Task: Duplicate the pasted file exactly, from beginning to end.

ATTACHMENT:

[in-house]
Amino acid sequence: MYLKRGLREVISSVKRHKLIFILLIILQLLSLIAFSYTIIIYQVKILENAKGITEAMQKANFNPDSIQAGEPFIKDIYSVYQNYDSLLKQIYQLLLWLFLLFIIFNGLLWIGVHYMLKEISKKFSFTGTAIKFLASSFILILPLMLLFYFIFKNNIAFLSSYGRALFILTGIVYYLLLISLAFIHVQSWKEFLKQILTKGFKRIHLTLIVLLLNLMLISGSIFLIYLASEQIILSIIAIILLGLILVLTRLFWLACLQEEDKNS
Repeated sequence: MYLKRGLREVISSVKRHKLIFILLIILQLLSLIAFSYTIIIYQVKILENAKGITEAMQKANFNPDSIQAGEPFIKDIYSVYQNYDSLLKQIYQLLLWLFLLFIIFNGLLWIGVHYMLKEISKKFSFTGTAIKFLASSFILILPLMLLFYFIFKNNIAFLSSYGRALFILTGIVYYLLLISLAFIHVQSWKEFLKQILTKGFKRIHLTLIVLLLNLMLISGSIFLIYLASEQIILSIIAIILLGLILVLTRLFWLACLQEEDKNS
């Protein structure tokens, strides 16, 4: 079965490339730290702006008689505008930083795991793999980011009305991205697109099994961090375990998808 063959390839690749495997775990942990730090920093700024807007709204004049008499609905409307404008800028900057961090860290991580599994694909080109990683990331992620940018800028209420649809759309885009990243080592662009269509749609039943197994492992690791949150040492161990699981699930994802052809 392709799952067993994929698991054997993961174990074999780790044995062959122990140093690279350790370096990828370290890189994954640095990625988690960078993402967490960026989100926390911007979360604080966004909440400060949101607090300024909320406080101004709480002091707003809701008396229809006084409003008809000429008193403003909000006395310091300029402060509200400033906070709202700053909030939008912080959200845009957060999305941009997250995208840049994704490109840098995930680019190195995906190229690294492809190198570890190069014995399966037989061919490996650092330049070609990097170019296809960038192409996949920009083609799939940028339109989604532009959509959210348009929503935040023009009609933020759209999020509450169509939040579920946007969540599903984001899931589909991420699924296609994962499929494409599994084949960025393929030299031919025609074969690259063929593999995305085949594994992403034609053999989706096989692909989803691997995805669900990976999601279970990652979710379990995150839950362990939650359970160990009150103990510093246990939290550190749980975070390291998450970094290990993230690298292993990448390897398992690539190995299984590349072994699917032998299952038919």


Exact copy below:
[in-house]
Amino acid sequence: MYLKRGLREVISSVKRHKLIFILLIILQLLSLIAFSYTIIIYQVKILENAKGITEAMQKANFNPDSIQAGEPFIKDIYSVYQNYDSLLKQIYQLLLWLFLLFIIFNGLLWIGVHYMLKEISKKFSFTGTAIKFLASSFILILPLMLLFYFIFKNNIAFLSSYGRALFILTGIVYYLLLISLAFIHVQSWKEFLKQILTKGFKRIHLTLIVLLLNLMLISGSIFLIYLASEQIILSIIAIILLGLILVLTRLFWLACLQEEDKNS
Repeated sequence: MYLKRGLREVISSVKRHKLIFILLIILQLLSLIAFSYTIIIYQVKILENAKGITEAMQKANFNPDSIQAGEPFIKDIYSVYQNYDSLLKQIYQLLLWLFLLFIIFNGLLWIGVHYMLKEISKKFSFTGTAIKFLASSFILILPLMLLFYFIFKNNIAFLSSYGRALFILTGIVYYLLLISLAFIHVQSWKEFLKQILTKGFKRIHLTLIVLLLNLMLISGSIFLIYLASEQIILSIIAIILLGLILVLTRLFWLACLQEEDKNS
């Protein structure tokens, strides 16, 4: 079965490339730290702006008689505008930083795991793999980011009305991205697109099994961090375990998808 063959390839690749495997775990942990730090920093700024807007709204004049008499609905409307404008800028900057961090860290991580599994694909080109990683990331992620940018800028209420649809759309885009990243080592662009269509749609039943197994492992690791949150040492161990699981699930994802052809 392709799952067993994929698991054997993961174990074999780790044995062959122990140093690279350790370096990828370290890189994954640095990625988690960078993402967490960026989100926390911007979360604080966004909440400060949101607090300024909320406080101004709480002091707003809701008396229809006084409003008809000429008193403003909000006395310091300029402060509200400033906070709202700053909030939008912080959200845009957060999305941009997250995208840049994704490109840098995930680019190195995906190229690294492809190198570890190069014995399966037989061919490996650092330049070609990097170019296809960038192409996949920009083609799939940028339109989604532009959509959210348009929503935040023009009609933020759209999020509450169509939040579920946007969540599903984001899931589909991420699924296609994962499929494409599994084949960025393929030299031919025609074969690259063929593999995305085949594994992403034609053999989706096989692909989803691997995805669900990976999601279970990652979710379990995150839950362990939650359970160990009150103990510093246990939290550190749980975070390291998450970094290990993230690298292993990448390897398992690539190995299984590349072994699917032998299952038919």